Last week we learned that Chicago, according to the latest Census numbers, had lost population for the first time this decade. Furthermore, America’s fourth-biggest city, Houston—which had been adding 100,000 new jobs a year until recently—continued to grow, with current trends suggesting it would pass Chicago in population in just 13 years.
And the population loss landed on top of a pile of similarly grim numbers: rising homicides and shootings, massive proposed cuts to Chicago Public Schools, deepening pension debt. Could anything go right? Maybe so.
The Economic Innovation Group just published an analysis of Census data, job growth, and new-business creation (as first pointed out by Daniel Kay Hertz). And while the national picture is concerning, the news for Chicago is somewhat encouraging.
Take this national map. It’s a somewhat odd way of slicing the numbers up—where just half the jobs in America were created during different post-recession periods—but its purpose is to show that job creation since the Great Recession has concentrated in urban areas. One of those is Chicago. It covers three periods: 1992-1996, 2002-2006, and 2010-2014. In that middle period, Cook County vanishes from EIG’s count.
This second one is a bit more illustrative of the overall point they’re trying to make—that new business growth was concentrated in urban areas during the latest recovery. In that period, Cook County stands alone not just in Illinois, but in the Midwest.
Digging deeper into the report, the numbers back it up. Cook and the collar counties all saw a positive net change in business establishments from 2010-2014; only 12 others in Illinois (which has 102 counties) saw growth. Cook added 2,960 net new establishments, 12th-highest in the country. That’s not fantastic. Los Angeles County, with about twice the population, added about five times more establishments. Harris County, home of Houston, has about 750,000 fewer people and added about twice as many establishments. Chicago was practically even with Maricopa County, where Phoenix has been adding population, but is still about one million people shy of Cook. But given the county’s issues with population growth, it’s also not bad, either.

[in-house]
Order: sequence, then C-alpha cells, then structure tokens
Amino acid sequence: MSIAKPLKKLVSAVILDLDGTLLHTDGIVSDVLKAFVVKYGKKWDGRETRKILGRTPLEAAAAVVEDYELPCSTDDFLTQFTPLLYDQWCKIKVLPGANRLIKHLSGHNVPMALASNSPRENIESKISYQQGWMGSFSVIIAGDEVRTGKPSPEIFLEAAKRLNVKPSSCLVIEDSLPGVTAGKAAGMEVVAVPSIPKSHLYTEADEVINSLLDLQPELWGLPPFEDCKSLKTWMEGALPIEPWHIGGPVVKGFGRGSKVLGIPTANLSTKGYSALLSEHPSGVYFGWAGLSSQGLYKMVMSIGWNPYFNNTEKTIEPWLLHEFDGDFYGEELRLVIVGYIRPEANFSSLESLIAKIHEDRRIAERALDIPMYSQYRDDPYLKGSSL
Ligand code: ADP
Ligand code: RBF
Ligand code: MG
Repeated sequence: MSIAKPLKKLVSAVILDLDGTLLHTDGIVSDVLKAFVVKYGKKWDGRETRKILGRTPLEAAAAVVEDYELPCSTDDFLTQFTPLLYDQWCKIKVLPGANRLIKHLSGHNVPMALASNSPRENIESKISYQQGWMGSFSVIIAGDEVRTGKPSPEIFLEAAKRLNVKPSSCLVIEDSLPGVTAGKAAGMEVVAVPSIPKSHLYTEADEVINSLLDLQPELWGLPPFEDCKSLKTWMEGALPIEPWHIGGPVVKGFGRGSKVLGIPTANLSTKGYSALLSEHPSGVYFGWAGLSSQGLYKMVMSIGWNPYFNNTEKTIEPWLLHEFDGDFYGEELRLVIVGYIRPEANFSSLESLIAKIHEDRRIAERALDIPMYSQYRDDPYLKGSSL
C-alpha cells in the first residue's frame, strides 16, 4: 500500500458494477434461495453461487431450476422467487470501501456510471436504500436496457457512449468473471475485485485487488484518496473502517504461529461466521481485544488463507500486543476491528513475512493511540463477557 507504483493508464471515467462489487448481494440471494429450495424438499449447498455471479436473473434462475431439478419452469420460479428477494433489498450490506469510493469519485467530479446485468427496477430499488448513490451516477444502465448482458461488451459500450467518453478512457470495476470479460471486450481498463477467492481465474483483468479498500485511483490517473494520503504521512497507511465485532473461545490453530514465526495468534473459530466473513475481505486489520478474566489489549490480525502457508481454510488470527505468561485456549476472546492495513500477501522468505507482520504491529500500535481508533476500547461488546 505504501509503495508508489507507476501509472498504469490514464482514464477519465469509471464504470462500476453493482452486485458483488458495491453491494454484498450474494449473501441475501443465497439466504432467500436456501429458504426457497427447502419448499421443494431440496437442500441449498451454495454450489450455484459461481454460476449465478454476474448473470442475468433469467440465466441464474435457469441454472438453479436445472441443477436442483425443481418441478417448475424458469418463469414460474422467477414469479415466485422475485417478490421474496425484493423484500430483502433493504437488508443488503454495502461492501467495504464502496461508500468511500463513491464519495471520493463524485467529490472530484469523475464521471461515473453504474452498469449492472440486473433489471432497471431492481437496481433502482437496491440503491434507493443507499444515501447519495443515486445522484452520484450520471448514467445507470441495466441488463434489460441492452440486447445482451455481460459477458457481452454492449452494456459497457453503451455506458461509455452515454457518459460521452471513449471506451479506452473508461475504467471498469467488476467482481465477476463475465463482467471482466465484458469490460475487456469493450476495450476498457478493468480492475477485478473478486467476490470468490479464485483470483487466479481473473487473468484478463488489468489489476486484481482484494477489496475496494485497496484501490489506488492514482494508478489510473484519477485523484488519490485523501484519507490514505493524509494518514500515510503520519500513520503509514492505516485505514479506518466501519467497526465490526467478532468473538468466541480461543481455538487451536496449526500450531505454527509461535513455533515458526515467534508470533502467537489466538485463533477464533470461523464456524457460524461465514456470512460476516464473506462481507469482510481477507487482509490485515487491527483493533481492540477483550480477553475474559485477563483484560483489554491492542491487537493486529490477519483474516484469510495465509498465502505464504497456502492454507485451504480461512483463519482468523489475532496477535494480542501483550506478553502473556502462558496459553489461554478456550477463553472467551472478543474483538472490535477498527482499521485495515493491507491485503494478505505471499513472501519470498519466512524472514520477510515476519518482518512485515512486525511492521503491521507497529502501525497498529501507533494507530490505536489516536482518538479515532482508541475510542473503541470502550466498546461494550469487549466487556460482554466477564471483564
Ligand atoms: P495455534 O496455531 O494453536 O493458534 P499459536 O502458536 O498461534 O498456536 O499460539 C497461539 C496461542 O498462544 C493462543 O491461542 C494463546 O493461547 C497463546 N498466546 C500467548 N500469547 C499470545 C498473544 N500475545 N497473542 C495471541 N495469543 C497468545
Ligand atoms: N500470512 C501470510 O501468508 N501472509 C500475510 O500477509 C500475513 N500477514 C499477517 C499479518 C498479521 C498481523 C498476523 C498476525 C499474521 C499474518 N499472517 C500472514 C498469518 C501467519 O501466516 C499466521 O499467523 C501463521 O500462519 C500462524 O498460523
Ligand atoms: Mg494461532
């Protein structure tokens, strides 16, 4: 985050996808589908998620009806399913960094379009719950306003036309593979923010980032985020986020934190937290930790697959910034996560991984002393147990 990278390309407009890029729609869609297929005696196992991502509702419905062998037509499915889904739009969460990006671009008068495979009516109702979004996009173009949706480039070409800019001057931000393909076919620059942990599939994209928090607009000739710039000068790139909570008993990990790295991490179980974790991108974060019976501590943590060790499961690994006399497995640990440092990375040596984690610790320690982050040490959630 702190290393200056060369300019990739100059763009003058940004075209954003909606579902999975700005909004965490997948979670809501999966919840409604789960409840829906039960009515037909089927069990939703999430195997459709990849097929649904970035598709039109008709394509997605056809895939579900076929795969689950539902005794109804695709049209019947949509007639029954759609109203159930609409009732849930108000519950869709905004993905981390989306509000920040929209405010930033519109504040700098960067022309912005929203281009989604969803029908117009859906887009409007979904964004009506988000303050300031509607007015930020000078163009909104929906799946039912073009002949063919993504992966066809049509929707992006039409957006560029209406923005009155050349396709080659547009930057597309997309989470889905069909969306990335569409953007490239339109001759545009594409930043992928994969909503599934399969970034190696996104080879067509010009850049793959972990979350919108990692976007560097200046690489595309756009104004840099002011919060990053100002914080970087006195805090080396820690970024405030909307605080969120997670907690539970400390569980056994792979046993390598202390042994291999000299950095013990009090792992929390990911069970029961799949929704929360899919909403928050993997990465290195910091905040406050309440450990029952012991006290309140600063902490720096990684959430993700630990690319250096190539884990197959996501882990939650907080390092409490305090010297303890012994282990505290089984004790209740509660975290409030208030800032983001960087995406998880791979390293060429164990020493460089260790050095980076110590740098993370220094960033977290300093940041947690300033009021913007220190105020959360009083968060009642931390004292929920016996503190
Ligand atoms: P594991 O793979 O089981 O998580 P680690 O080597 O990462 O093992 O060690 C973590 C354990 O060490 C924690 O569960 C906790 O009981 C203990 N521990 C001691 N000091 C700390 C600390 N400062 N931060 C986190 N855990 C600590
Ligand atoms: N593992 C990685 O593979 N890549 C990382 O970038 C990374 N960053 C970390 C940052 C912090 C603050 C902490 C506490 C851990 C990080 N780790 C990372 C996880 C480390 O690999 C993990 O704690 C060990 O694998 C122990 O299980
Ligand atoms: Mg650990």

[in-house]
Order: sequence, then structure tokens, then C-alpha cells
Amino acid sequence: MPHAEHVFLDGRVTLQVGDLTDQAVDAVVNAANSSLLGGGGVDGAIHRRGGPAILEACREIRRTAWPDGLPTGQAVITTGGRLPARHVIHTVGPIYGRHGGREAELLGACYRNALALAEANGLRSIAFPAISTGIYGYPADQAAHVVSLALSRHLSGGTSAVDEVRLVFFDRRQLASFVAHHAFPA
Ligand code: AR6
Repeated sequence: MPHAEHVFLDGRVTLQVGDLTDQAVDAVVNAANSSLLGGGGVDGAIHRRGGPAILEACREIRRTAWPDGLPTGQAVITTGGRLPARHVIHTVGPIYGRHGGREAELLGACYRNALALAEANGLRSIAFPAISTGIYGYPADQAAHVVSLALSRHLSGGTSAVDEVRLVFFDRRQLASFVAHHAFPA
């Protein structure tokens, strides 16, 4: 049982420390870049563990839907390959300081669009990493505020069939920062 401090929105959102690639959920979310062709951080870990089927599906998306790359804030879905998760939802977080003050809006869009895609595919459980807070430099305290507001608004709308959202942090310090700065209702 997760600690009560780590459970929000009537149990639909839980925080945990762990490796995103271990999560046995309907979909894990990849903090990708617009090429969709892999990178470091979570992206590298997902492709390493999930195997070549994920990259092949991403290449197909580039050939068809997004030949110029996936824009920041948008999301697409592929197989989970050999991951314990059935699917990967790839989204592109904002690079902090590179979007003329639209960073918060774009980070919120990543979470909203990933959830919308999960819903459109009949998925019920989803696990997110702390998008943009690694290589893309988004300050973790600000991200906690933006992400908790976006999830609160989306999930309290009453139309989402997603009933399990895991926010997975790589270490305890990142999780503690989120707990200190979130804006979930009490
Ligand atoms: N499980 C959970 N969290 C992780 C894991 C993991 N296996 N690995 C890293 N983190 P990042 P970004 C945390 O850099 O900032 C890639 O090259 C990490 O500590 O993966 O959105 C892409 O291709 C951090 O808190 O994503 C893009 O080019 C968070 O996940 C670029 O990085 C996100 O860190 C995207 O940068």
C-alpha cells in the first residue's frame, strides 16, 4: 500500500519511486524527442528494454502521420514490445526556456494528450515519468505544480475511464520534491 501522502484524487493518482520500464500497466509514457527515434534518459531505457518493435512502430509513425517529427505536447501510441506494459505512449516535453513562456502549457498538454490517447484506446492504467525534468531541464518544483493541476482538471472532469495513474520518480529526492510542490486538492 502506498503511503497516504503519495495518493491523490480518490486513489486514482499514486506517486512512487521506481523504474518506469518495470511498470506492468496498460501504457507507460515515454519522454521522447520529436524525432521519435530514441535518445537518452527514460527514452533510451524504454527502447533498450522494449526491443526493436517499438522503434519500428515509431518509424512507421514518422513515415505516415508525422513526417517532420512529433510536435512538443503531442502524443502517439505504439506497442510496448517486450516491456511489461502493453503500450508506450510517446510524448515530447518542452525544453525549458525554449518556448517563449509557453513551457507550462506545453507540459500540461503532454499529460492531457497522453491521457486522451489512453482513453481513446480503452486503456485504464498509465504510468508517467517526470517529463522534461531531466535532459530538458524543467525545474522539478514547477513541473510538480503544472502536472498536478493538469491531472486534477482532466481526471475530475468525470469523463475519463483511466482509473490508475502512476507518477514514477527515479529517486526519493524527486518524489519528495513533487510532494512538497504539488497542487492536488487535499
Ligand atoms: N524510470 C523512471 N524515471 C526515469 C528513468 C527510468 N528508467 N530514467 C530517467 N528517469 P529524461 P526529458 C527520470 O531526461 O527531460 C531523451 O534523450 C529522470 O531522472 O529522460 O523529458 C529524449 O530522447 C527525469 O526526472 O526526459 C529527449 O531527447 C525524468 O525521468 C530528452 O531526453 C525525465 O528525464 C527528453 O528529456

There’s a similar pattern with employment. Cook County’s employment growth rate was 7.6 percent from 2010-2014, less than Maricopa (8.2 percent), Los Angeles (9.9 percent), Harris (14.7), San Francisco (16.8!), and so on. But its population growth rate was just one percent during that same period.
A modest employment-growth rate and new business creation mixed with stagnant population change suggests opportunities in the labor market. And a new report from CMAP echoes that. The unemployment rate for the Chicago metro area is still well above the national rate. And it did just spike, to 6.4 percent. But the unemployment rate is tricky. As the authors point out, the Chicago-area workforce spiked as well—to five million people, the largest on record.
That can actually increase the unemployment rate, which is shorthand for the Bureau of Labor Statistics’ U-3 measure of unemployment, which is people who are unemployed but who have looked for work in the past month. For example, the unemployment rate for the Chicago-Naperville-Arlington Heights metropolitan division went up from 6.1 percent to 6.3 percent from March of last year to March of this year. But more people are actually working, about 53,000; it’s just that the labor force grew by about 64,000. Statewide, the number of discouraged workers (who haven’t looked for work in the past month because they don’t think it’s out there) and involuntary part-time workers (who want to work full-time but can’t find a job) declined from 2010-2015.
Depending on your frame of reference, this is not necessarily good news. As Jim Tankersley writes in the Washington Post, “nearly 2 out of 3 rural counties lost businesses, on net, from 2010 to 2014. That is up from just over 2 in 5 counties in the early 2000s and just under 1 in 5 in the ’90s.” Rural counties form a lot of the country; they’re a lot of the state of Illinois, and there’s a great deal of poverty and job loss in rural downstate counties, straining the budget of a state that’s struggling to keep the social-safety net functioning. The Chicago metro area has long been the fiscal engine of the state; even if it can run faster in the coming years, it could have even more to pull.
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